EIP-1065: Suggestion to add a logarithm opcode to the EVM


#1

I know this has probably been discussed before, but I think it might be worth implementing as an instruction in the EVM so that higher level languages can make use of it.

Issue here:
https://github.com/ethereum/EIPs/issues/1065


#2

I do not support this because the concept of real numbers (e.g. float, double) is not in the EVM.


#3

This would be an integer operation, approximated by an algorithm that was efficient for this narrow case, perhaps even as narrow as only allowing log_2(x) and log_10(x) for x in [1, 2**256-1]. Output would be uint256 as well, so it would be rounded off or truncated to the nearest whole number.

Compiler Developers would then use logirithmic rules and identities to create more expansive use cases to capture the correct precision required for different operations on different types (fixed or integer) using these opcodes as a basis. These may be more complex operations, but they would be more useful and much cheaper if they had dedicated opcodes in EVM versus implementation as compiler macros or library calls.


#4

Anyway, here is an implementation in Solidity:

pragma solidity ^0.4.23;

contract Math {
    function logarithm2(uint256 input) external pure returns(uint256 output) {
        uint256 value = input;
        if (value > 2^128) {
            value >>= 128;
            output += 128;
        }
        if (value > 2^64) {
            value >>= 64;
            output += 64;
        }
        if (value > 2^32) {
            value >>= 32;
            output += 32;
        }
        if (value > 2^16) {
            value >>= 16;
            output += 16;
        }
        if (value > 2^8) {
            value >>= 8;
            output += 8;
        }
        if (value > 2^4) {
            value >>= 4;
            output += 4;
        }
        if (value > 2^2) {
            value >>= 2;
            output += 2;
        }
        if (value > 2^1) {
            output += 1;
        }
    }
}

If this should become an opcode one day, I would expect many people to use the Solidity approach first so as to demonstrate the value.


#5

I agree that integer log2 is not that useful since the output range is [0,255] and it can be implemented easily as a library function. But I think that an opcode or precompile which calculates the log2 mantissa could be useful.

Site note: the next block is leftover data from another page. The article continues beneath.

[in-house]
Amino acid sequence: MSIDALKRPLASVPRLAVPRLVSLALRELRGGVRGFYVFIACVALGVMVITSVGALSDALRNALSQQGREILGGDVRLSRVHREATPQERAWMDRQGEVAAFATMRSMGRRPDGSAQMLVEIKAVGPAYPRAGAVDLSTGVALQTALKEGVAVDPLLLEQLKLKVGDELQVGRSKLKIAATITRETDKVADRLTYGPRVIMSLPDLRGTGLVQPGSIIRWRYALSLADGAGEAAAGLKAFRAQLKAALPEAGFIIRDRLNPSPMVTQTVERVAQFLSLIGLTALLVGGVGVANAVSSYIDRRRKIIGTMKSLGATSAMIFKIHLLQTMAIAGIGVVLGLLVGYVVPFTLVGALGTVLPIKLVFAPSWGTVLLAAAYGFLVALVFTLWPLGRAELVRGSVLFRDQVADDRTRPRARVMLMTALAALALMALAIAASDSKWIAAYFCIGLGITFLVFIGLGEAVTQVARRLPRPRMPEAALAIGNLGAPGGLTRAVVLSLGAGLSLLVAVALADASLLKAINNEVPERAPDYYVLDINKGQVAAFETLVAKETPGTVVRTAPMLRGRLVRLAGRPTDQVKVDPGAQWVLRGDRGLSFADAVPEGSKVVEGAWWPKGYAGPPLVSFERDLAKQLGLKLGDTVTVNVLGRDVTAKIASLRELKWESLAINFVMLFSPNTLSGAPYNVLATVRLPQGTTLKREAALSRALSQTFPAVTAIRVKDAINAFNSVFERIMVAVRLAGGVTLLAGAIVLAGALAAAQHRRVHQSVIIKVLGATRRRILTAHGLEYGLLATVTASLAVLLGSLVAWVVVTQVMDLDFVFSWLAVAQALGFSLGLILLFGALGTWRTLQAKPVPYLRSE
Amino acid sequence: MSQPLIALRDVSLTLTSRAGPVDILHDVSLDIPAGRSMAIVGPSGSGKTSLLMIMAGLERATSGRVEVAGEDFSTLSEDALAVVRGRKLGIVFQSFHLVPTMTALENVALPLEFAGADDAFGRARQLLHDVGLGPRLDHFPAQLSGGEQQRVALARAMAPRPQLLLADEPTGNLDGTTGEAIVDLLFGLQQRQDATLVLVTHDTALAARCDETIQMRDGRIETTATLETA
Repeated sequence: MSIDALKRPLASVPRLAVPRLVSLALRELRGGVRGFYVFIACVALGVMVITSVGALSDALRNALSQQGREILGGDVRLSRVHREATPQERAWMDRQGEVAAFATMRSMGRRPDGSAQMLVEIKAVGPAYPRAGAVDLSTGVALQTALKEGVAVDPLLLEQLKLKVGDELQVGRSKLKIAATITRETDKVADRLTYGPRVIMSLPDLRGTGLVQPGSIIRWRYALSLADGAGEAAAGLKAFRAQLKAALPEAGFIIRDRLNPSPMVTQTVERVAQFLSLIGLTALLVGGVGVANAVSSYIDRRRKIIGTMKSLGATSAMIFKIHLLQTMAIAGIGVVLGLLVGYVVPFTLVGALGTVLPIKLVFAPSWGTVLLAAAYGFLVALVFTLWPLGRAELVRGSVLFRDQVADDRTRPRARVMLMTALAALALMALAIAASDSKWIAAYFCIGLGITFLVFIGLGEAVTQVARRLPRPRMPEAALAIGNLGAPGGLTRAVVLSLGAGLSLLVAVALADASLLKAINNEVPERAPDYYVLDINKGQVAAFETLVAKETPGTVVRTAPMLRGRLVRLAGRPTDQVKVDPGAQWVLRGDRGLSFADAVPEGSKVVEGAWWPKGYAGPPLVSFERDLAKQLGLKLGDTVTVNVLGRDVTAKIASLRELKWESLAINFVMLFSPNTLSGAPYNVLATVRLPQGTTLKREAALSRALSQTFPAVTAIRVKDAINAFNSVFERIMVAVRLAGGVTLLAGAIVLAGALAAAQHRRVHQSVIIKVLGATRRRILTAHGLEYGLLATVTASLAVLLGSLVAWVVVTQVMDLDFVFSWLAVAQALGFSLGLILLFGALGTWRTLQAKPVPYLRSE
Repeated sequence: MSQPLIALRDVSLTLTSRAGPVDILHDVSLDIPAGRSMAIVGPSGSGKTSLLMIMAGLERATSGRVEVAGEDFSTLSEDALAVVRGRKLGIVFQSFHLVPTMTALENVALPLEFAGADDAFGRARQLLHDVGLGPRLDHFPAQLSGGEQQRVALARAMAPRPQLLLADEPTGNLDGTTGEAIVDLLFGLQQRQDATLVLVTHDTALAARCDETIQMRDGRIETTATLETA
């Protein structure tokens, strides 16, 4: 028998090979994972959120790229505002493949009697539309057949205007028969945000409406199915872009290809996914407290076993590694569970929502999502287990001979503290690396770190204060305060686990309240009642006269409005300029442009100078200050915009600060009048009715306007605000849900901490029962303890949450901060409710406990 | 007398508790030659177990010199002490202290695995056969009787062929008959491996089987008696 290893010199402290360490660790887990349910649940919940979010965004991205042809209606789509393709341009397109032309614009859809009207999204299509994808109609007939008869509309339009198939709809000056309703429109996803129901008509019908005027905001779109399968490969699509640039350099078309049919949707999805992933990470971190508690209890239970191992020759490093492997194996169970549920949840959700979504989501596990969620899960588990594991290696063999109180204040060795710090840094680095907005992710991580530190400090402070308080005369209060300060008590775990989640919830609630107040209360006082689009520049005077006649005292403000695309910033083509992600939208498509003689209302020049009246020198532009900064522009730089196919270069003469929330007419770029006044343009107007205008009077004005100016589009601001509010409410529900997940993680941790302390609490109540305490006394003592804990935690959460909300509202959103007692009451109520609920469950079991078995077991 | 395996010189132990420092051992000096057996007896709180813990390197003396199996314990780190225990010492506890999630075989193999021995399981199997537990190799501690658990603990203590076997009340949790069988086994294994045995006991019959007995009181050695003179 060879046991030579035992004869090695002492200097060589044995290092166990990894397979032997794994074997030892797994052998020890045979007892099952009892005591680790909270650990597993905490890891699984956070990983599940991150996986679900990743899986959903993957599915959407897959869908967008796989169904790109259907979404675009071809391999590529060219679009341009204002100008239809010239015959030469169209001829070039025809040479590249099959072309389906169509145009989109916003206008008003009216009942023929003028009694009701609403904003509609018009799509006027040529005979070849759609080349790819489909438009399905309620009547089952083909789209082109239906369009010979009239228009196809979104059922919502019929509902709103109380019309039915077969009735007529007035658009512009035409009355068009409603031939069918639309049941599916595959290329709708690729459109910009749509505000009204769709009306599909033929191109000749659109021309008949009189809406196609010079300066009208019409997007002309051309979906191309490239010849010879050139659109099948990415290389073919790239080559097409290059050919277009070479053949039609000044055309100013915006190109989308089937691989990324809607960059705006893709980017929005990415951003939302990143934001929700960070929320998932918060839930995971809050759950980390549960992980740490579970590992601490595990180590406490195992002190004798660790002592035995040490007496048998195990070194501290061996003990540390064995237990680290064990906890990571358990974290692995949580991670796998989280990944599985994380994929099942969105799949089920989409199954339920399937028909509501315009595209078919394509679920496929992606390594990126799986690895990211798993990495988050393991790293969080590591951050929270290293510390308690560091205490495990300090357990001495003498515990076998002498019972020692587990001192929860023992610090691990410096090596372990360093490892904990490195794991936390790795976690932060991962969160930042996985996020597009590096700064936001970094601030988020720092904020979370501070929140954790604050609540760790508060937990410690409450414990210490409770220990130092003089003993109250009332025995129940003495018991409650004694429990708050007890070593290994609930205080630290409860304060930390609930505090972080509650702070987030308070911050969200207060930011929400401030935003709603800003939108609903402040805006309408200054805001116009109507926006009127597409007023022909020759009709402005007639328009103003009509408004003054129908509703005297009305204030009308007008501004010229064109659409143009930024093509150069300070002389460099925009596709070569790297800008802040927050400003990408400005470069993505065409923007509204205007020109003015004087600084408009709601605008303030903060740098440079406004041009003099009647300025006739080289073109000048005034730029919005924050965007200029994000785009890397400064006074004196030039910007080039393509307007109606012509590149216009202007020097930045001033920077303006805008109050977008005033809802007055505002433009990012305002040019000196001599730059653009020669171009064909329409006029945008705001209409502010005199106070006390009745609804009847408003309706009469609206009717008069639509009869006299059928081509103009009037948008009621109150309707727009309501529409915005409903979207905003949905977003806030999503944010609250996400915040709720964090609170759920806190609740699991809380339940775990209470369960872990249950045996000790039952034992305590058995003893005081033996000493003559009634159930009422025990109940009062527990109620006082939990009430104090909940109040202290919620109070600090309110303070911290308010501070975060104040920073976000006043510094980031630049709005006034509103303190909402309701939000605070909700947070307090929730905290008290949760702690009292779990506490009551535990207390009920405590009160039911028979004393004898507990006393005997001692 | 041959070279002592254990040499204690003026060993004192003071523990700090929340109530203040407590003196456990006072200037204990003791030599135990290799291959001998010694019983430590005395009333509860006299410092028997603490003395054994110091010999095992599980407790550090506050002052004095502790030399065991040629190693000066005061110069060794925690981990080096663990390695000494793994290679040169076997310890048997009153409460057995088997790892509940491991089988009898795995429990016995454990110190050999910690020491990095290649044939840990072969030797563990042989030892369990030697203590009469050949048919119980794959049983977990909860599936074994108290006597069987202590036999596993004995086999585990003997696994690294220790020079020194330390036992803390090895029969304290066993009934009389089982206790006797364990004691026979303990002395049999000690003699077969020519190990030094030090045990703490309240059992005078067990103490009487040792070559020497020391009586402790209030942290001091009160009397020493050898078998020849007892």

#6

The reason it would be useful is that you can implement pretty much all interesting floating point operations once you have the mantissa. cf. https://github.com/BANKEX/solidity-float-point-calculation/blob/master/contracts/FloatMath.sol, https://github.com/ethereum/vyper/issues/1266#issuecomment-465800310


#7

I disagree with adding this opcode to EVM. It is relatively cheap to verify the log of a number via the EXP opcode (with a hardcoded e constant and of course a precision). You can do these things off-chain and simply input the number into the transaction. The same applies to SQRT.


#8

To explain a very relevant potential use case, just think of everyone’s favorite mechanism du jour: bonding curves. These opcodes would both make the calculation of bonding curve math much easier, and that’s an example of something that is best calculatee on-chain, to allow dynamic repositioning of price targets (instead of forcing the client to calculate off-chain and validate them in the contract)


#9

I was thinking about my statement of “just plug in the solution off-chain” but then started to realize that this would mean you know the on-chain external “factors” which might influence the number you are trying to get the logarithm for. I must admit that this is indeed not doable in some practical use cases.

But we must also keep in mind that our opcode space is limited. I start to think this might be a good addition, together with some more mathematical handy functions like square roots or just a “root” function which takes two stack arguments: the number want to know the root of and the target root (e.g. cubic).


#10

Potentially. The best part about log2 and sqrt is that they are highly composable for other mathematical operations. Heck, @charles-cooper was showing me a trick to compute sqrt from log2 I think.

For example log_b(a) = log_2(a) / log_2(b) allows you to do the log of any possible base!